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Fresh blow-up on Voice tick furore

PARLIAMENT
Opposition Leader Peter Dutton has led the charge against referendum voting provisions, calling them ‘lopsided’. Picture: NCA NewsWire / Martin Ollman

The Coalition have been lashed for sparking a fresh argument over the Voice referendum, with one expert labelling the latest furore around whether you can use a tick or cross to mark your vote “petty, angry and Machiavellian”.

In the upcoming referendum – the date of which will be announced next Wednesday – Australians will be told to write “yes” or “no” on a ballot paper asking if they support changing the constitution to include an Indigenous Voice to parliament.

A furore erupted after Australian Electoral Commissioner Tom Rogers hesitantly conceded that while longstanding “savings provisions” allowed a tick to be counted as a yes vote, a cross would be rendered an informal vote because of ambiguity.

Opposition Leader Peter Dutton has written to the AEC, calling the approach “fundamentally lopsided”, while associate professor Paul Williams said it would be “such a tiny number” of voters who did not clearly follow instructions.

The provision that allows a tick, a written “y” or “n” to be counted is part of the formality rules for referendum that have been the same since 1988. No changes to these rules were made when the Referendum Machinery Act went through parliament earlier this year.

The AEC says voters should write ‘yes’ or ‘no’ in full, clear English on ballot papers in the upcoming referendum.
The AEC says voters should write ‘yes’ or ‘no’ in full, clear English on ballot papers in the upcoming referendum.

Savings provisions exist in federal elections as well, and are a longstanding legislative requirement.

But Mr Dutton said the rule could “skew” the referendum “in favour of the Yes vote”, a similar argument to that made of monarchists in the lead up to the 1999 republic referendum.

During the last referendum, the AEC recorded just a 0.86 per cent informal vote, and said that many of those informal votes “would have had no relevance to the use of ticks or crosses”.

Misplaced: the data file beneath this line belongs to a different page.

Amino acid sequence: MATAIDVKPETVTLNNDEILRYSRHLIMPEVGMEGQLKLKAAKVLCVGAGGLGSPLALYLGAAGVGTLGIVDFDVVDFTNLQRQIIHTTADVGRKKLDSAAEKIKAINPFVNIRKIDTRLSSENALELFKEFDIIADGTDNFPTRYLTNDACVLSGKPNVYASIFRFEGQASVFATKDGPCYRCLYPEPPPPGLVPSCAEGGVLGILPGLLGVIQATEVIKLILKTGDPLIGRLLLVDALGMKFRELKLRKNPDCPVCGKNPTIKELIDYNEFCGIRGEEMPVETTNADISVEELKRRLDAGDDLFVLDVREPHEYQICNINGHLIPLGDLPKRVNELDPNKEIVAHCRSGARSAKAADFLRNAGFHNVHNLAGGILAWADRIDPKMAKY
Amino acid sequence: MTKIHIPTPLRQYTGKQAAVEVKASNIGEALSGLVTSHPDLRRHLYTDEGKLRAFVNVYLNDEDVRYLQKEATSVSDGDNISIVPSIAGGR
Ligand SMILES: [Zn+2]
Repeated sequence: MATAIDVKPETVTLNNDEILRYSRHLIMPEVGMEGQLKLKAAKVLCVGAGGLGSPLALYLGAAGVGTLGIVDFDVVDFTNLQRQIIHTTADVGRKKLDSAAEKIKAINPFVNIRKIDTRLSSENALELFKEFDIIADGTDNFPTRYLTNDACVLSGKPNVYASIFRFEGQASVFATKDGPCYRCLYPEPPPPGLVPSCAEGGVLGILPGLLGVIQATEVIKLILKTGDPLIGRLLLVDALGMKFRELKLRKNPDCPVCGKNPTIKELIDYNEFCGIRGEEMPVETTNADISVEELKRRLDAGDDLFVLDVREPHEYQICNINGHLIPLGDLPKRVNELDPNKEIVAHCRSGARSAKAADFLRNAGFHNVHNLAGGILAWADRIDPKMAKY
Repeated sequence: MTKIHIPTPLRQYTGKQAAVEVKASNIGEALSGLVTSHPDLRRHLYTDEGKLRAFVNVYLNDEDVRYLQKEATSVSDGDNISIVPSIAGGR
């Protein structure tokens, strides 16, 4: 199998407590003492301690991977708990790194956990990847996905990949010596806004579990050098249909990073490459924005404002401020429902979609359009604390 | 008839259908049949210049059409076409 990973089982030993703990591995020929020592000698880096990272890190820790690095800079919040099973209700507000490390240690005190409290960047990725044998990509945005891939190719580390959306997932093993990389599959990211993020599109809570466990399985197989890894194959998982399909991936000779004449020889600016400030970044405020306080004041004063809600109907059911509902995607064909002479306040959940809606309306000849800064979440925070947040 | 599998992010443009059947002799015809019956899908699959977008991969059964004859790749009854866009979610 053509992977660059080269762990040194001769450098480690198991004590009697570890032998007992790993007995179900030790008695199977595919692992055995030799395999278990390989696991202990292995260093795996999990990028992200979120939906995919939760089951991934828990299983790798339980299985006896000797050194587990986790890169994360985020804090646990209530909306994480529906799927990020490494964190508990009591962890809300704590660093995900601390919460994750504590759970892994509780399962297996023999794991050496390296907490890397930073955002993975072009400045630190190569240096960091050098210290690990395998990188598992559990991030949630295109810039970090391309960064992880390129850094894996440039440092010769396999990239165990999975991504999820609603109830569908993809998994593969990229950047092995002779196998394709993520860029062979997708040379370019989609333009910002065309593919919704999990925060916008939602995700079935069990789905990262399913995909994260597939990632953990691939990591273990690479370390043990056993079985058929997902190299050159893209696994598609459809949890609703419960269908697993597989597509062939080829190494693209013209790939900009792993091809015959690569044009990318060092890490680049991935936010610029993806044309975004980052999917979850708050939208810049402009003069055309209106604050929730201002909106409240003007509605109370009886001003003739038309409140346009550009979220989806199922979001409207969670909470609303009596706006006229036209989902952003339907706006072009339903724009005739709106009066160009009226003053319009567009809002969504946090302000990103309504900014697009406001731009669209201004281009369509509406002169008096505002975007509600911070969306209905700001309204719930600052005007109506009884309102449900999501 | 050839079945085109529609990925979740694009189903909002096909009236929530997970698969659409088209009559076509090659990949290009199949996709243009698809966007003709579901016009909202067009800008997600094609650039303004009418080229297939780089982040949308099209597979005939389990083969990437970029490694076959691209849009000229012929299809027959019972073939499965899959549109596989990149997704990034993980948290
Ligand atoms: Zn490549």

In comparison, in the 2022 federal election, informal voting for the Senate averaged 3.4 per cent across the country; with a 5.1 per cent average for the House of Representatives ballot.

PETER DUTTON PRESSER
Mr Dutton wrote to the AEC asking for them to reconsider not accepting crosses. Picture: NCA NewsWire / Martin Ollman

Professor Williams said the opposition was employing “theatrics”, and was leaving “no stone unturned to maximise the No vote”.

He accused the No campaign, headed by the Coalition, of deliberately employing a scare tactic to “sew more seeds of confusion and doubt and contempt for process” - and unncessarily so, considering recent polling suggests support has slipped for a Yes vote.

“It is a bit of a storm in a teacup … it’s such a tiny number of voters who would tick or cross and not write on the form,” he said.

“We all know the referendum is going down anyways. This is one (fight) that the opposition probably should have let go through to the keeper, because it looks petty, it looks angry, it looks vindictive, it looks Machiavellian, and it’s stretching the bounds of credulity.”

He said there was a much lower rate of informal voting in referendums compared to federal elections because the question, and rules, were so clear.

Australian Labor Party president Wayne Swan accused the No campaign of using the electoral system to “try to discredit the Voice”.

“And in doing so, doing what so many other right wing parties around the world are doing, discrediting basic electoral arrangements,” he told Channel 9.

“It is appalling. I am disgusted by their behaviour.”

In a letter to the AEC, Mr Dutton and shadow attorney-general Michaelia Cash wrote that “counting a tick as a formal vote while simultaneously excluding a cross as informal could artificially skew the count towards the yes vote, and fail to accurately reflect the will of the Australian people”.

“Just because the AEC has adopted this approach before, does not mean that it is appropriate or legally correct … We call on you to consider the approach. If a tick counts for yes, a cross should count for no.”

In a statement, the AEC said they “completely and utterly reject” the suggestions that “by transparently following the established, public and known legislative requirements, we are undermining the impartiality and fairness of the referendum”.

“The law regarding savings provisions and the principle around a voter’s intent has been in place for at least 30 years and 6 referendum questions,” they said.

The AEC clearly stipulates that voters should only use “yes” or “no” as answers on the ballot, warning that writing anything else would “become a judgement call as to the voter’s intent”.

“The formal voting instructions … are to clearly write either ‘yes’ or ‘no’, in full, in English. It is that easy: given the simplicity, the AEC expects the vast, vast majority of Australian voters to follow those instructions and cast a formal vote.”

Fadden by-Election
Australians will find out on Wednesday what date they will head to the polls. Picture: Dan Peled / NCA Newswire

The AEC said that since 1988 – and including the last two referendums – they had followed legal advice regarding the application of savings provisions to ‘ticks’ and ‘crosses’ on referendum ballot papers

“This is not new,” the AEC said.

“The longstanding legal advice provides that a cross can be open to interpretation as to whether it denotes approval or disapproval: many people use it daily to indicate approval in checkboxes on forms. The legal advice provides that for a single referendum question, a clear ‘tick’ should be counted as formal and a ‘cross’ should not.”